Amazon (AMZN – Get Report) is preparing to launch its first internet satellites in 2024, joining the likes of SpaceX and OneWeb in a race to provide broadband internet services around the world. In the first half of 2024, the company will conduct initial commercial testing.

It plans to deploy 3,000 Kuiper satellites into low-Earth orbit over the next few years. That goal will keep it on track to meet a regulatory requirement to launch half of its network by 2026.

Project Kuiper

Amazon has announced plans to launch its first internet satellites in 2024, a milestone in its mission to provide broadband services to millions of unserved and underserved people around the world. The company’s Project Kuiper will consist of 3,000 satellites in low-Earth orbit, and will compete with SpaceX’s Starlink LEO network.

According to Amazon Senior Vice President Dave Limp, the company will mass-produce satellites for its Kuiper constellation later this year. This will keep the business on track to meet a regulatory mandate to launch half of its Kuiper network by 2026, Limp said in an interview.

The company will also launch a trio of terminals, or antennas, which will connect customers to its Kuiper satellites in space. The cheapest of these terminals will be an ultra-compact square design that’s roughly the size of a Kindle ebook reader, and is capable of speeds up to 100 Mbps.

A larger, 19 x 30 inch version will be designed for businesses and government agencies. The devices will all be powered by a baseband chip that Amazon developed called “Prometheus.”


The upcoming launch of the company’s first internet satellites in 2024 is set to put Amazon into direct competition with Elon Musk’s SpaceX. As an entrepreneur and billionaire, Musk has a keen eye for the space market and has been at the forefront of revolutionizing the industry.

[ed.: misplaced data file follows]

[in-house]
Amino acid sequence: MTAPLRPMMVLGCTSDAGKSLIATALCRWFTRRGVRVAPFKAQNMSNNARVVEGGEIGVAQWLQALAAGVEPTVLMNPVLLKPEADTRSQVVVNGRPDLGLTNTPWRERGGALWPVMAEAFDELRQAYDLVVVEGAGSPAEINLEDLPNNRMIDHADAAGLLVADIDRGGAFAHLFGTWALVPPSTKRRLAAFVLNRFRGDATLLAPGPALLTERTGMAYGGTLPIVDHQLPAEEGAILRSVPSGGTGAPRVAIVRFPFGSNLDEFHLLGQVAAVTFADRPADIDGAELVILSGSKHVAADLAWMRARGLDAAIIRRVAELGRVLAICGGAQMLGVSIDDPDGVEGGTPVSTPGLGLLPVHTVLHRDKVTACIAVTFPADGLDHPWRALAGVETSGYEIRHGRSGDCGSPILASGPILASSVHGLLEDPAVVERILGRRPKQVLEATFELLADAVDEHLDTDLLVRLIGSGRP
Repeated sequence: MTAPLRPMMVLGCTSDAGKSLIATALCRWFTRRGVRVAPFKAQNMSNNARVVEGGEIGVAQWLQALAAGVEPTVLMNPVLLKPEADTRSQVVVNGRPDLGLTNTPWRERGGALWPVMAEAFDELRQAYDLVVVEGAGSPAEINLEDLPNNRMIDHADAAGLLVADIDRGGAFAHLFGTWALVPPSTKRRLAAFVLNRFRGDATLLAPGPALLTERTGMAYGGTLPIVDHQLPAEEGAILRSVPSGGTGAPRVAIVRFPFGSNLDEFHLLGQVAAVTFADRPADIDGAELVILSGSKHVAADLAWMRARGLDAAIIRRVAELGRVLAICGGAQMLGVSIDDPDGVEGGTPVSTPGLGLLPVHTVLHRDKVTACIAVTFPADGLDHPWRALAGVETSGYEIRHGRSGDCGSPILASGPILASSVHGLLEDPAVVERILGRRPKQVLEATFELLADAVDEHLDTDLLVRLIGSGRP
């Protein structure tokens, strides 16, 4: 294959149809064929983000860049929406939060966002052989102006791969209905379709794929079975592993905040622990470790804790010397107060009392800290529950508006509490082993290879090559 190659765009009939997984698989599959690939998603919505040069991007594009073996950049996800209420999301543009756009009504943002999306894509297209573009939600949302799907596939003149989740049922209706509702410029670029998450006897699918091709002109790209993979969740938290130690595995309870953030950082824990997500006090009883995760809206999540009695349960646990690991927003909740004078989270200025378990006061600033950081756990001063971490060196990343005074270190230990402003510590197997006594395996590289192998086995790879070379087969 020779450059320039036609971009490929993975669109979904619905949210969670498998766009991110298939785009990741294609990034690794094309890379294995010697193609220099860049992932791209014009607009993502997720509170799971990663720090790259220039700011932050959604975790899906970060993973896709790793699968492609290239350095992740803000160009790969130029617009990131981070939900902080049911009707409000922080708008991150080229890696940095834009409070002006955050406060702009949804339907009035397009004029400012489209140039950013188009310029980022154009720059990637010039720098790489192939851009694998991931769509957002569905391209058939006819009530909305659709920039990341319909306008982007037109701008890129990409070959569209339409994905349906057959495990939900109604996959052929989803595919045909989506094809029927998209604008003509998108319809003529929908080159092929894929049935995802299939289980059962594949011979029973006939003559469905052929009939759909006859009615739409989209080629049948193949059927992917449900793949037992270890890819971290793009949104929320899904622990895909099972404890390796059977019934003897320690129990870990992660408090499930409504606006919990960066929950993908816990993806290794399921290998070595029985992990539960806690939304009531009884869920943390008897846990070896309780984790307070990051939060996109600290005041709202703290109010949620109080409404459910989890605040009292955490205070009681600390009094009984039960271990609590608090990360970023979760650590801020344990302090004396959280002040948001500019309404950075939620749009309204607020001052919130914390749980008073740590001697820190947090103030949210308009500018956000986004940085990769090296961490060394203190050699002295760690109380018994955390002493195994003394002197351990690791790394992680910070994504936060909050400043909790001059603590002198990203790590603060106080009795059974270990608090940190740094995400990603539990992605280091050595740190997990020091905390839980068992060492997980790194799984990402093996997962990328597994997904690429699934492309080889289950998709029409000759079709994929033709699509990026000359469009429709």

SpaceX makes its money by helping deliver orbital payloads, like satellites, to customers ranging from government agencies to private firms. It also offers Starlink satellite internet, which allows people in remote areas to access the internet.

As well as the Starlink service, SpaceX has a range of other projects in development including a Moon lander and a giant rocket that could take people to Mars. These are all part of SpaceX’s aim to become a global leader in the space sector.


Whether they are natural or man-made, satellites orbit Earth, helping us do many important things. Some take pictures of the planet that help meteorologists predict weather and track hurricanes. Others look at the sun, the planets in our solar system and other places in the universe.

These satellites are also used for research and data collection. They allow scientists to learn more about our world and universe than instruments on the ground can.

They can also be very useful for weather and climate research, tracking oceans, ice, and land. They also collect information about gases in the atmosphere, such as carbon dioxide and ozone.

Satellites can be used for communications, too, beaming TV signals and phone calls around the globe. Before satellites, making a TV signal or calling someone far away was very difficult – it could be blocked by mountains or buildings.


Amazon AMZN recently announced that it plans to launch its first internet satellites in 2024. These will be the first of more than 3,000 satellites that the company plans to deploy in low-Earth orbit over the next few years.

As the world’s leading online retailer, Amazon is also looking to provide high-speed internet service globally. Its satellite internet unit, Project Kuiper, is planning to manufacture its first satellites later this year, and mass-produce them in the second half of 2023.

To help get started with the project, Amazon unveiled three different terminals on Tuesday that would connect clients to its Kuiper satellites in orbit. These include standard 11-inch square antennas for consumers, as well as large 19-by-30 inch terminals for businesses, telcos and governments.

By Macpie

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